There is Hope

Things aren’t the same for everyone.  Things aren’t the same everywhere.  Somehow, this is part of the “postmodern” condition.

I’m spiritually in touch with how things aren’t well for many in the church.  Many congregations I work with really struggle.  I serve a few congregations in which their youngest member is in their 50’s.  One or two, their youngest is in their 60’s and 70’s.   These are usually wonderful loving people who secretly struggle with feeling absolutely abandoned by their children, grand-children, even God, church, or society.   Deep down, they often wonder what happened to their beloved church.

Other congregations I work with are surviving the 21st century.  But they, too, struggle.  They struggle with cohesion in their congregations.   They struggle with clarity in their faith.   They struggle with getting outside their walls, feeling deeply spiritually fed, and engaging in mission.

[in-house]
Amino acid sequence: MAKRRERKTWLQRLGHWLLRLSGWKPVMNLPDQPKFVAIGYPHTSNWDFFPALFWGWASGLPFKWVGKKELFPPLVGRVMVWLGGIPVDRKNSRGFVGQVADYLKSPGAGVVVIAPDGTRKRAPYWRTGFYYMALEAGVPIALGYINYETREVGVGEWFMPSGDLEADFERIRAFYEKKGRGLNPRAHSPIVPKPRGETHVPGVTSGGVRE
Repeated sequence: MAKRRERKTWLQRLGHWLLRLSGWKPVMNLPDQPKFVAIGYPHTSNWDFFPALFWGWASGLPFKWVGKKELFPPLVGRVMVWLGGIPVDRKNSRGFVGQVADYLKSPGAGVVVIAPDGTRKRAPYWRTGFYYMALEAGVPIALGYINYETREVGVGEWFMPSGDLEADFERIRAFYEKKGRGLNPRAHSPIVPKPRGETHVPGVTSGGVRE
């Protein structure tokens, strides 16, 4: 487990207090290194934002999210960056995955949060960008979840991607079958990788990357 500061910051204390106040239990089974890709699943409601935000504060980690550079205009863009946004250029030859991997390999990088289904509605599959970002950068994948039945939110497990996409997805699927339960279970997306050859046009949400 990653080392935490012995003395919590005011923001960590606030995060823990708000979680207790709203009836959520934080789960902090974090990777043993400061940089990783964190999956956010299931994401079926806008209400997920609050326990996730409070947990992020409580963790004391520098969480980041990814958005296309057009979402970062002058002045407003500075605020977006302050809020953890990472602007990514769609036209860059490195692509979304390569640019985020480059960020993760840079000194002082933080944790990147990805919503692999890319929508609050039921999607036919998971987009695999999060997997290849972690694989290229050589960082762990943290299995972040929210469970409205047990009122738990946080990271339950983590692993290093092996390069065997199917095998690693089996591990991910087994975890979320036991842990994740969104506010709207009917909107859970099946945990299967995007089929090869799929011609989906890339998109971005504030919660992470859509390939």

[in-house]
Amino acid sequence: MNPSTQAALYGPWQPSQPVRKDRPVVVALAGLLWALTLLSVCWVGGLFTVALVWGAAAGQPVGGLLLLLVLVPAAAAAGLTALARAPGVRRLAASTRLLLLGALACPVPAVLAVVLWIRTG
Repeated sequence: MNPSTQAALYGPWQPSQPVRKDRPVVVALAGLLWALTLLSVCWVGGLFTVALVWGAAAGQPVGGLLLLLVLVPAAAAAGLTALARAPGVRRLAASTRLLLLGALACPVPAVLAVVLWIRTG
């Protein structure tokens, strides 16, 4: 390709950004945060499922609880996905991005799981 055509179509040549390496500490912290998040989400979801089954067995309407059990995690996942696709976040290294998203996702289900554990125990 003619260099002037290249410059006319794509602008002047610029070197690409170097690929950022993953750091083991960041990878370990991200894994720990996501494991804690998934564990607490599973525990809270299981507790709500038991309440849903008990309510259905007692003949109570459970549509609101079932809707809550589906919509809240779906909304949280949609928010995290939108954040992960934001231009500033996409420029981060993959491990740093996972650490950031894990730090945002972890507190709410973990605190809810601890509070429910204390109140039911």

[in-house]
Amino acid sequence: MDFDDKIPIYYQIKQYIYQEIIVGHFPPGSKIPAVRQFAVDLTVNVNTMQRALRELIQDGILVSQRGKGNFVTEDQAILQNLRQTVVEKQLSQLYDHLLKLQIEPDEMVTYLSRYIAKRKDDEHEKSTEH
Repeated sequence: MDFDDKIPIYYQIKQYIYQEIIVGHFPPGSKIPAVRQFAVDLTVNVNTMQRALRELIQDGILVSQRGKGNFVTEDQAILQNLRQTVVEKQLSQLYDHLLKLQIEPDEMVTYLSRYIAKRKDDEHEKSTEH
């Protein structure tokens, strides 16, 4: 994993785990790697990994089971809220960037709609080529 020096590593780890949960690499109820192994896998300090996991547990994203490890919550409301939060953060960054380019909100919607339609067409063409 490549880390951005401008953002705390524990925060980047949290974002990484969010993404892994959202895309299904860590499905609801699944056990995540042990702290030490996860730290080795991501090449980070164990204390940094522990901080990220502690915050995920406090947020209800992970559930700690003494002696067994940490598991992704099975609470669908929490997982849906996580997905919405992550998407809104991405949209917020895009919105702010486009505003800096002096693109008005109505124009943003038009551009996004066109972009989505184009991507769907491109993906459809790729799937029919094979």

There is hope.

I’m deeply committed to theological education.  For me, it is not an issue of relevance or professional development.  Theological education is a matter of discipleship.  It’s a matter of spiritual discipline.  It’s a pro-life stance toward the religious life: pro-life-of-the-mind, pro-life-within-the-wellspring-of-our-hearts, and pro-relationship-with-Christ as a way of life.

Spending time with God in prayer and study:

  1. Brings one closer to oneself by taking refuge from the world
  2. Brings one closer to community by entering into regular communion with another’s thoughts, reflections, and testimony.  When we study the scriptures, in particular, it brings us into communion with both the living and the dead.